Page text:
reports from Chester
Colin McRae had to revert to type yesterday, casting off the cloak of composure to kick and fight his way back into contention for the World Rally Championship in the manner of some latter-day Braveheart.
The Scot's apparent command of the Network Q RAC Rally became an heroic struggle against the odds after two punctures in the notorious Kielder threatened to sabotage his hopes. He effected emergency, not to say crude, repairs to his Subaru and went on the charge again.
At the half way point, he had reduced a deficit of 1min 14 sec to 39 seconds behind the leader, his team-mate Carlos Sainz, the only man who stands between McRae and the distinction of becoming Britain's first world rally champion.
Misfortune in the Mitsubishi camp conveniently left the Subaru pair at the head of the field. The overnight leader, Tommi Makinen of Finland, was forced to retire after clipping a log on the day's first stage, damaging his suspension and subsequently breaking his transmission. Sweden's Kenneth Eriksson, in the other Mitsubishi, hit the rock which caused McRae's first puncture and slipped to third.
That opening stage revealed McRae's hand. The posturing of the Sunday show stages behind them, the 27-year-old advanced from third place to a lead of 27 seconds over Eriksson, 43 seconds over Sainz. And then they arrived in Kielder. A third of the way in to the world championship's longest stage, the 36.61 miles of Pundershaw, McRae ran over an unaccommodating rock. He said: "By the time we saw the rock it was far too late at the speed we were going, so I hit it and the tyre went soft very quickly."
Sainz also had his problems. He reached the end of the stage with severe overheating. The stage wreaked havoc. Eriksson, too, lost two minutes after damaging the front offside of his car on that fiendish rock. Malcolm Wilson, the 39-year-old Cumbrian, rolled his Ford Escort into a ditch and had to concede it was the end of his rally. Alister McRae rolled his Escort, but was able to continue.
His brother, Colin, resumed with defiant and unrivalled pace. Sainz reported his overheating problem had been cured but was powerless to prevent McRae making up 11 seconds on the next stage, another four on the one after.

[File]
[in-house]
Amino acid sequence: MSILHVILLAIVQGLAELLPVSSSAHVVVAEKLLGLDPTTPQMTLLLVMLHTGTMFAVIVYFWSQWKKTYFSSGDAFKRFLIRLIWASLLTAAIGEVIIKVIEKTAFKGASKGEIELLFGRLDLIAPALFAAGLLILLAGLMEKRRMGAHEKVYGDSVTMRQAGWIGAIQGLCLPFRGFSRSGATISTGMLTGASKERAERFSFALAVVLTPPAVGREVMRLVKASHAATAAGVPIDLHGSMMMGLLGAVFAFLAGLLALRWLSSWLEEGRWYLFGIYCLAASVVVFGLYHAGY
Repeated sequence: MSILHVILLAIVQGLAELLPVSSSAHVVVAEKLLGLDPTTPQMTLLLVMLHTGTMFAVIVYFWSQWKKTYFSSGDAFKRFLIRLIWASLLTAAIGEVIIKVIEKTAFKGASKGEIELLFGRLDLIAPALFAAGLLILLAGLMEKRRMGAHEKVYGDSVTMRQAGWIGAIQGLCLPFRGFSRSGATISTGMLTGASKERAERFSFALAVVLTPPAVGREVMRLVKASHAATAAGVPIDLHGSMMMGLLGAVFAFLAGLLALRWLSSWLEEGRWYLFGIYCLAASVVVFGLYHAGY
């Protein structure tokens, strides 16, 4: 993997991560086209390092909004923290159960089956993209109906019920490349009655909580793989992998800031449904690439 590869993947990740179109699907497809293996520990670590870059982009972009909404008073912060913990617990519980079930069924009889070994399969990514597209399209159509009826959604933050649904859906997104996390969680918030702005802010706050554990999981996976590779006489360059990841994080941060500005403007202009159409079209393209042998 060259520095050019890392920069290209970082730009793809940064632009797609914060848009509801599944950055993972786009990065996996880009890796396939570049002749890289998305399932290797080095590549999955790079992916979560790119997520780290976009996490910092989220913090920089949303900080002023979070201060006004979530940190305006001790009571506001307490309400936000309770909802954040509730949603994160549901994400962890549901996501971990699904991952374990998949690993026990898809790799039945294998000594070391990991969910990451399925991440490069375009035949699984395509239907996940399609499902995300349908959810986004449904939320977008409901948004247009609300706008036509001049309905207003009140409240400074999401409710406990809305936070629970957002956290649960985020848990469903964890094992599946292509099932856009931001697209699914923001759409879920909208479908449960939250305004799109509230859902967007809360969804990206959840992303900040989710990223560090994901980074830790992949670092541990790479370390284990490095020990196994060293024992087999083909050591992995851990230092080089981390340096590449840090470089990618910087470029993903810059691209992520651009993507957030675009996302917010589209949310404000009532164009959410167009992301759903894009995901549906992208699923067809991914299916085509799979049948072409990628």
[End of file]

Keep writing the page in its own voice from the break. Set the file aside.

At Kershope, however, McRae encountered another test of his resolve. Seven miles from the end of the stage he had a second puncture, and damaged suspension and bodywork. He not only made it to the finish but still managed to take a further two seconds off Sainz's advantage. McRae resorted to brute force and a log to make temporary repairs and then drove the 45 miles to the more orthodox service.
His Subaru duly tended, he revived his magnificent assault on the final two stages, at Grizedale, in the Lake District. McRae closed in by another 18 seconds. McRae said last night: "The problem to the suspension was not as bad as it looked but the punctures were much more trouble. I'm going as quick as I can to try to close up the massive lead Carlos had and I'm happy I've closed some of it.''
Sainz said: "He's been lucky and taking a lot of risks. If he had damaged his suspension on a stage where another stage came straight after, he would have been out of the contest. I don't have any tactics for staying ahead, except driving as quickly as I can.''
NETWORK Q RAC RALLY Leading standings after 14 stages: 1 C Sainz/L Moya (Sp) Subaru 2hr 23min 37sec; 2 C McRae/D Ringer (GB) Subaru 2:24.16; 3 K Eriksson/S Parmander (Swe) Mitsubishi 2:25.36; 4 R Burns/R Reid (GB) Subaru 2:26.44; 5 B Thiry/S Prevot (Bel) Ford 2:26.49; 6 A McRae/C Wood (GB) Ford 2:28.05; 7 G De Mevius/JM Fortin (Bel) Ford 2:34.16; 8 A Navarra/R Casazza (It) Toyota 2:35.05; 9 R Madeira/N Silva (Por) Mitsubishi 2:37.07; 10 G Evans/H Davies (GB) Ford 2:37.24.